No offense, but there’s a reason that most of society’s important information is stored in written form. The written word is faster, easier, can be scanned more efficiently, and contains less superfluous information than video. Granted, video makes a far better record of past events precisely because it contains so much information, but it is still limited to a single perspective. We never see what is behind the camera, just as we never see what happened five minutes before the camera was turned on. This is the first of the two major limitations of video.

The second is that people have an even shorter attention span for watching video dialogue than they do in real life conversation. This means that, to hold an audience’s interest, directors have to cut dialogue down to manageable chunks while often discarding the clarifications and nuance essential to the subject’s statement. Video is glorious when people are shouting, screaming, fighting, running. It is ideal for wars and explosions, riots and demonstrations, car crashes and swimsuit competitions. It is not suited for capturing the boring mundane details that are the staples of everyday life, or the nuances in argument that define complicated issues. These things neither thrill, anger, move, nor entertain audiences, which is, after all, the purpose of film.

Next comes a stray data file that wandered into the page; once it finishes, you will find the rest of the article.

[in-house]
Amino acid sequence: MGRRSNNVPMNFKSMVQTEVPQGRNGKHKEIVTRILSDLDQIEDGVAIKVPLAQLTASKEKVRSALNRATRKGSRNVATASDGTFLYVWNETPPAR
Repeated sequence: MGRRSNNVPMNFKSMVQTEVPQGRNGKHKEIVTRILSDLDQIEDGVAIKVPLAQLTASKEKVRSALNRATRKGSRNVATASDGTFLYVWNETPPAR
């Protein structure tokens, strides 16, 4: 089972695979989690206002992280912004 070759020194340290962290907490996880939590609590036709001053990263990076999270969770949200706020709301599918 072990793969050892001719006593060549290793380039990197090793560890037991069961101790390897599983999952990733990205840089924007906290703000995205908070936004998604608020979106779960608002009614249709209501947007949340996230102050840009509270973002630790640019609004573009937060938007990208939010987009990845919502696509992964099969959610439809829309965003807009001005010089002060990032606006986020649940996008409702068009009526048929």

Documentaries are not primarily meant to inform their audience, but instead to entertain them. This statement contrasts with the stated purpose of many videographers, who claim to be “raising awareness,” or “standing witness,” or “providing a voice,” but it is still the hard logic of the matter. Just as it is difficult to mix advocacy and journalism without creating a perversion of the latter, it is profoundly difficult to make a documentary that has mainstream appeal and remains grounded in reality.

I suspect this is because many directors find their futures tied to the commercial success of their films in a way that few journalists can understand. A writer may create hundreds of articles a year, whereas a filmmaker may put out two to three documentaries in the same timespan. Each of those films is consequently extremely important to the reputation of the creator, as well as to the financial stability of the production company involved. If a few films in a row are not successful at reaching a wide audience, the next one may not get funded and the filmmaker may drop off the face of the map. A conventional journalist employed at a conventional news organization does not live or die by the popularity of his product in the same manner.